Local Artist Spotlight: Kristina Kraskov
Published on 11 October 2021
Frankston filmmaker and photographer, Kristina Kraskov, will attend the Australian International Documentary Conference thanks to a Professional Development Grant from Frankston City Council.
“I have a feature film in development I’d love to get off the ground. This is my first ever feature and I’ve been working on it for nearly a year already,” she said.
“I’m also going to participate in some one-on-one mentoring with an experienced producer. Both of these opportunities were made possible thanks to the grant.”
The pandemic has affected the traditional methods of film production and storytelling, with cancelled events and changes to production schedules.
“We had to get creative in pushing the film forward. Things are still not set in stone for this year so my team and I are adapting as we go.”
Ms Kraskov’s Atom Award nominated debut short HEAVY HAULAGE GIRLS (2016) explores the lives of female truck drivers in the Australian outback. It premiered at the St Kilda film festival 2017 and is now streaming on DocPlay.
She then directed the Atom Award nominated documentary short, THE KING OF FRANKSTON (2019), a film that follows an unlikely legend in a town with a bad reputation. Having always lived near or in Frankston City, Ms Kraskov was excited to make a film about her hometown. The film stars many Frankston locals and premiered at films festivals online throughout 2020.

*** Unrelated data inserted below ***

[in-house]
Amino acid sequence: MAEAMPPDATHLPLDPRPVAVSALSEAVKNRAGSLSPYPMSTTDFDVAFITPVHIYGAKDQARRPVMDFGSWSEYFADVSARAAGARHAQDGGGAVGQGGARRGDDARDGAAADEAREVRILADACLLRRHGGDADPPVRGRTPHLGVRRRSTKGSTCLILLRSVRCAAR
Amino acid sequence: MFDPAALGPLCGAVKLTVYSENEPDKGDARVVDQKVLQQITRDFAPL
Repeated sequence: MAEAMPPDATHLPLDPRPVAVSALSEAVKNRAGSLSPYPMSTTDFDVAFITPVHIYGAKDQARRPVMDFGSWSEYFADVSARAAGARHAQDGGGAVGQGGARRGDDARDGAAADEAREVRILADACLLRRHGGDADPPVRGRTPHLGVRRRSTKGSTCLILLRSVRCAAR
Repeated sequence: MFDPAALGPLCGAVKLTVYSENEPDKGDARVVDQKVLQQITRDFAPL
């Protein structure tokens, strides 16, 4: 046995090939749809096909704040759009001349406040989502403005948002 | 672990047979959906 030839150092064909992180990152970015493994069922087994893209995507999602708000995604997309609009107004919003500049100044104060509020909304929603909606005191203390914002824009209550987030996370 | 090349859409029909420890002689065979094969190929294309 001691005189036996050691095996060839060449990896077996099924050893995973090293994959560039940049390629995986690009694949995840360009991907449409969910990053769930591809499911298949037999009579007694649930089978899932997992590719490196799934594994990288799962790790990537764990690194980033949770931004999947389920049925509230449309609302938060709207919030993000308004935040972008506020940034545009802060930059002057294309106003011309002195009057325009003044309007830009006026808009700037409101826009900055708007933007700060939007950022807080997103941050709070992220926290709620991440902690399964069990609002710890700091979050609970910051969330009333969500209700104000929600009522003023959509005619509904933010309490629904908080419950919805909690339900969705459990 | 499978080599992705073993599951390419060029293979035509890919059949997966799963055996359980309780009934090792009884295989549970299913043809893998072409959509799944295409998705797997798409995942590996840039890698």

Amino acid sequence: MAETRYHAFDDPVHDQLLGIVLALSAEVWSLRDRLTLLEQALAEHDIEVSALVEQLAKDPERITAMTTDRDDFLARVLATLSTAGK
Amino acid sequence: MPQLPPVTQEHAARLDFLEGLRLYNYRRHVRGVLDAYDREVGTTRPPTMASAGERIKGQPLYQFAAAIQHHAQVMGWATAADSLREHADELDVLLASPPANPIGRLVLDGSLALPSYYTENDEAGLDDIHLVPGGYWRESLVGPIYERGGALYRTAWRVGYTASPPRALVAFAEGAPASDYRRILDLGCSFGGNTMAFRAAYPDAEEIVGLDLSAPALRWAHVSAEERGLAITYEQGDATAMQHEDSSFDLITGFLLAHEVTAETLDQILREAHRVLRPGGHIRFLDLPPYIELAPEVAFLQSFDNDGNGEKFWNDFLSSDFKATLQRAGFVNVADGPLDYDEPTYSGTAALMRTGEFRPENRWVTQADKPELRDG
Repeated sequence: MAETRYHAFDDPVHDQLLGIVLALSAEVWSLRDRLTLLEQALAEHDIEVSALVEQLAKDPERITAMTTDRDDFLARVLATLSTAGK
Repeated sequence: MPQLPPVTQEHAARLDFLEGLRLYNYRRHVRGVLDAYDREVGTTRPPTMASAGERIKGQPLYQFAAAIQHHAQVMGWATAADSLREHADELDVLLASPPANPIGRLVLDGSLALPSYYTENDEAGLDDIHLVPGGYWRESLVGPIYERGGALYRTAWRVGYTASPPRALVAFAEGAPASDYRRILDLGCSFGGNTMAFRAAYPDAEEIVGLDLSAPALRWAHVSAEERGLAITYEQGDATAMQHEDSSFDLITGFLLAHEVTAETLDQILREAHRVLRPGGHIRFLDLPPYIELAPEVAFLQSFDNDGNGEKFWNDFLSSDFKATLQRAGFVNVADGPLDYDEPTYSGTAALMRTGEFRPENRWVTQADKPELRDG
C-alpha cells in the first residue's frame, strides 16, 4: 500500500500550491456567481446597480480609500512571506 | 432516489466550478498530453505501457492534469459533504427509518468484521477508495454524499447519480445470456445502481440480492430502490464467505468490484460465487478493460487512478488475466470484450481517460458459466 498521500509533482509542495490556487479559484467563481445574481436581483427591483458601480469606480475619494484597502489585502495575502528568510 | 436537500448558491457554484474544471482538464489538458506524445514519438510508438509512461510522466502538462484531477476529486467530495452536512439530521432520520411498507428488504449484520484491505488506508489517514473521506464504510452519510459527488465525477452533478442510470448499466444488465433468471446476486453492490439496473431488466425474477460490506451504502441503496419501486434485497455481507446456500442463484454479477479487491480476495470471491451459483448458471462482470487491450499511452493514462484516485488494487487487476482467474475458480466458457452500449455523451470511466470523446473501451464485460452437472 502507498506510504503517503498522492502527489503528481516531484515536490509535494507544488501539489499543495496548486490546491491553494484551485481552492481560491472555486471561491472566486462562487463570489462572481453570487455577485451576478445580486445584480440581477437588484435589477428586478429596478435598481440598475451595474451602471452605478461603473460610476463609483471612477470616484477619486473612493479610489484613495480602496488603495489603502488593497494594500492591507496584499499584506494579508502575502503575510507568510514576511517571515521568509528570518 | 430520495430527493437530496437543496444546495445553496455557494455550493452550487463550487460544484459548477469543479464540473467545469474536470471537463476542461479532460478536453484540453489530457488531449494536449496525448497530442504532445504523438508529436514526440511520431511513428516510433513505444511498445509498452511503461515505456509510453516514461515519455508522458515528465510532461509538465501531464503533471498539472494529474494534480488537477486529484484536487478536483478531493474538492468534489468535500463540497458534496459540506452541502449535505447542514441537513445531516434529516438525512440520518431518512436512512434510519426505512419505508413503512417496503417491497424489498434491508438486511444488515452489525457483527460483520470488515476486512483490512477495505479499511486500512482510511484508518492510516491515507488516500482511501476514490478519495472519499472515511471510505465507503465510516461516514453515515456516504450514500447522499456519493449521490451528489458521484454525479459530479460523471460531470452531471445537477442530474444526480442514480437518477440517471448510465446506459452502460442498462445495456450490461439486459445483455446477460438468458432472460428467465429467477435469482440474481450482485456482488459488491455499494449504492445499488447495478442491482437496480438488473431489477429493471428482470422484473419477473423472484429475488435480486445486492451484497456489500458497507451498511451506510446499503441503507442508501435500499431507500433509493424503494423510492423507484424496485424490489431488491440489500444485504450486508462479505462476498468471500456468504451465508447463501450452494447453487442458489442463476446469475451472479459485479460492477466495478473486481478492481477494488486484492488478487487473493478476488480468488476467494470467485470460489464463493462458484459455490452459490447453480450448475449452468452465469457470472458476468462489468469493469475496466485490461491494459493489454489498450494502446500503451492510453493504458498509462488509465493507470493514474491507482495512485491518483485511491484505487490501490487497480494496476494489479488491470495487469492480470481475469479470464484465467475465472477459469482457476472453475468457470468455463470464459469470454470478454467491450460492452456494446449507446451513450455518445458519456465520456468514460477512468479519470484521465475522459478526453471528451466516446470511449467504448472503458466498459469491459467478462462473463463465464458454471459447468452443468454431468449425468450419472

Most recently she directed the VICE original PARTY IN THE BACK, an observational short film following competitors in Australia's Mullet Festival, released globally online, with over 600,000 views.
Ms Kraskov is excited about the opportunities that will arise after attending the conference.
“I’m really looking forward to taking the project to the market, getting funding and making it happen. Filmmaking is a slow-moving beast compared to other art practices, from this professional development I’ll definitely be a few steps closer.”
“I feel really privileged to receive this grant. My practice isn’t common for the local area and it’s so great that the council recognises the wide-array of practice amongst local artists.
In my particular field you need to take a lot of financial risks to get projects off the ground. It’s really great to have the grant supporting me to make some of those decisions easier.”
Frankston Council significantly expanded its Community and Business Grants program in response to the pandemic.
Designed to help artists and those working in creative industries to pursue their passion while delivering culturally important work to the community, these grants are a result of the $6.434 million Relief and Recovery Package, which the council created to help Frankston City recover from the impacts of the COVID-19 pandemic.
For more information about artist grant recipients and opportunities for local creatives, subscribe to the Frankston Arts Centre e-news.